Is Cyber Monday for Real or Just Great Marketing?

It has been so heavily promoted since the term was created in 2005 that consumers almost feel compelled to go online at work or at home the Monday after Thanksgiving weekend to seek out holiday bargains.
If that was the intent of the National Retail Federation (NRF) six years ago, then the trade group deserves a marketing gold medal, if such an honor were to exist.
That’s because Cyber Monday wasn’t the biggest online sales day of the year until the hype swelled to such a pitch that it has become just that.
Last year, the research firm comScore reported that revenue rose 16 percent compared to the previous year to $1.03 billion on the Monday after Thanksgiving 2010, the first one-day spending total above $1 billion ever.
That’s a 69 percent surge since Cyber Monday 2006, when online sales were reported at $610 million. For the first time since comScore began tracking e-commerce activity in 2001, Cyber Monday 2010 ranked as the heaviest online spending day of the year.
And tomorrow, Cyber Monday 2011, should see another jump in sales compared to last year, according to most estimates.
Already, Thanksgiving Day 2011 recorded a 39 percent increase in online spending and Black Friday 2011 a 24 percent increase, both compared to last year, according to IBM’s Coremetrics unit. The results are based on data from the websites of more than 500 U.S. retailers, although no dollar amounts were provided.
Moreover, smart phone and computer tablet traffic increased to 14.3 percent on Black Friday this year, compared to 5.6 percent in 2010.
The NRF said that eight in 10 (78.4 percent) online retailers will have special promotions on Cyber Monday 2011. Additionally, 92.2 percent of the thousands of online merchants surveyed by the trade group have offered special promotions at some point during the Thanksgiving weekend.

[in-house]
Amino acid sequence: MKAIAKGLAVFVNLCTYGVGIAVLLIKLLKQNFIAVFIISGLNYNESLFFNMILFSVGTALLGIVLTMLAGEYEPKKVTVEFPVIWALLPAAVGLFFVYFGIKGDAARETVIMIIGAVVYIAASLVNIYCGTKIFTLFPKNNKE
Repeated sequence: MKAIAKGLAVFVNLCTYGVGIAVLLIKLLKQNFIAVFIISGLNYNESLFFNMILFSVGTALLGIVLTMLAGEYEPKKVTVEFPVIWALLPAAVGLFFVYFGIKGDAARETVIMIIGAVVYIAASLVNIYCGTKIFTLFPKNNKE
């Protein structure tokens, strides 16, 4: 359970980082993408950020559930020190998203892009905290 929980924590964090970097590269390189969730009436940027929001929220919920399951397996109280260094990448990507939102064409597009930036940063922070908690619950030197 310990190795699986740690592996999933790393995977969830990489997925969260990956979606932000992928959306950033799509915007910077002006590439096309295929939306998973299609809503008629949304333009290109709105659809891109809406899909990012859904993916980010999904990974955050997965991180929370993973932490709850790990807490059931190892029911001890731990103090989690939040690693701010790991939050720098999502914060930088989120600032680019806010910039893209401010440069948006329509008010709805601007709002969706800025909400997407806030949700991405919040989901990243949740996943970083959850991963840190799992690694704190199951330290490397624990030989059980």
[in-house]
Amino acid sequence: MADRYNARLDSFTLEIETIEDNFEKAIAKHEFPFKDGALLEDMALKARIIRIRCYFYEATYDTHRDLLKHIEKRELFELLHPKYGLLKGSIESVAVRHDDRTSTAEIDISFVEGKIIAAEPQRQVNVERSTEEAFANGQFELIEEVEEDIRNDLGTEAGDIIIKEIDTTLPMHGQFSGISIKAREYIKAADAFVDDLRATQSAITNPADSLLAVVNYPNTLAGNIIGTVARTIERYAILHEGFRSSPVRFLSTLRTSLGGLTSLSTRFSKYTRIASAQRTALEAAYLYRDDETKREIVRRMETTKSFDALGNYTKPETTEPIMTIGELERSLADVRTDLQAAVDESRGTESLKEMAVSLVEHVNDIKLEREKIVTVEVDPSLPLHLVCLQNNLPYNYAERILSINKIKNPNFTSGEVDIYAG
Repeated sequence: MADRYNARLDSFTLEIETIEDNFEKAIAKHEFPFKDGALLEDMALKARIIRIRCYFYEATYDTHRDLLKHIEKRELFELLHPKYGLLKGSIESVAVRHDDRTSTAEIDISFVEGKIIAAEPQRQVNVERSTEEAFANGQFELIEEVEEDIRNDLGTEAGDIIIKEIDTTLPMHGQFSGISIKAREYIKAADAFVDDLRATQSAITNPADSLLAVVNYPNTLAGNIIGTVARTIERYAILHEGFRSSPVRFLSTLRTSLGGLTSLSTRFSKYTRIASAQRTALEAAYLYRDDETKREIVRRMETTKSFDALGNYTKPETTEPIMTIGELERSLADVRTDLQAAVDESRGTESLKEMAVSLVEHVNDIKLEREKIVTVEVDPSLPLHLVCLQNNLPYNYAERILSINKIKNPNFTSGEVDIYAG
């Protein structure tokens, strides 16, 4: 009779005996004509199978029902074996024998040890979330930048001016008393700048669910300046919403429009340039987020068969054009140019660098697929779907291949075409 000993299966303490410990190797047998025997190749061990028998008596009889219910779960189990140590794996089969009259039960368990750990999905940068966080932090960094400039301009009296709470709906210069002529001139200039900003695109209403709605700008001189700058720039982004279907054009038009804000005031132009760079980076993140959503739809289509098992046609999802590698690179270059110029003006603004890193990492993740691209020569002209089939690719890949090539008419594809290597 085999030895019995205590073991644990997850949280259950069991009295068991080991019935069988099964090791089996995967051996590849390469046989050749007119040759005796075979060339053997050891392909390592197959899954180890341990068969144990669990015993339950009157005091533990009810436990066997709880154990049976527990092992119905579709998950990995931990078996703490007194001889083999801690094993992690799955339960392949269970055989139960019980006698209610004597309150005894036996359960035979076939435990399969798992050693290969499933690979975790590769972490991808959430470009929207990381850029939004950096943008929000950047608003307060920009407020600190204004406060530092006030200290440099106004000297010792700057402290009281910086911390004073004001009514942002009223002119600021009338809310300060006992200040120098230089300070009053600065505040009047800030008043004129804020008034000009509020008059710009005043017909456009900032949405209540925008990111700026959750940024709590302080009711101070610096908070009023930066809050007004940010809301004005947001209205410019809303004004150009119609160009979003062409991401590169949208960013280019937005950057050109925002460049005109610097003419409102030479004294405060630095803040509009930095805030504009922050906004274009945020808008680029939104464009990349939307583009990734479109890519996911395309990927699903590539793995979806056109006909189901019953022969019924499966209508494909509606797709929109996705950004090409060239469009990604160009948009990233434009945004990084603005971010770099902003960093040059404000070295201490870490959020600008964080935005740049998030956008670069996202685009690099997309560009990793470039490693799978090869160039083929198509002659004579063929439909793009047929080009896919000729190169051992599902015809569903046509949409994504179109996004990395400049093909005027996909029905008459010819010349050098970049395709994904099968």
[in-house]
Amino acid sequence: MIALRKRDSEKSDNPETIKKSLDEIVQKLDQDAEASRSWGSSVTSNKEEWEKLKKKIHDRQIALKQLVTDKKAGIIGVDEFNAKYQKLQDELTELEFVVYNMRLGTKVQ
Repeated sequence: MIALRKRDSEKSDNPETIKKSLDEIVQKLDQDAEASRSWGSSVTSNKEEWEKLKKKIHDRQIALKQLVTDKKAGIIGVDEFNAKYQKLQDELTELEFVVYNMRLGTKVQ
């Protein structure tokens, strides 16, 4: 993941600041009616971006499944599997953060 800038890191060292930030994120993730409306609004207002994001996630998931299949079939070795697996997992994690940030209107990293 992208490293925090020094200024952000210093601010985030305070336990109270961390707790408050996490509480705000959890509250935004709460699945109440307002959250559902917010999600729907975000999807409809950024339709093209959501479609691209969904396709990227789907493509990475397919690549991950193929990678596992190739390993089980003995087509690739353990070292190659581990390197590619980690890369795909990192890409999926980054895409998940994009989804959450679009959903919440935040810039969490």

It was the NRF’s division,, that coined the term Cyber Monday in 2005, and created the site in the wake of consumer feedback that pointed to a high degree of interest in online holiday deals following the Thanksgiving Day weekend.
Six years ago, a majority of Americans still enjoyed a faster Internet connection at work and smart phones were barely in their infancy. And even further away were the introductions of the iPad and other tablet computers.  So consumers answered the call of the’s marketing strategy back then.
Now, home Internet connections rival those of most employers, while iPhones and other smart phones provide apps to facilitate the search and purchase of the lowest-priced products.
Founded in 1996,’s 600 members include the 10 largest retailers in the U.S. and more than 60 percent of the Internet Retailer Top 100 E-Retailers.
“Today, Cyber Monday is viewed as the online equivalent to Black Friday: the ceremonial kickoff to the online holiday shopping season when shoppers flood websites expecting robust promotions and many retailers highlight some of their most compelling online holiday offers,” a NRF press release said a few days before this year’s Thanksgiving Day weekend.

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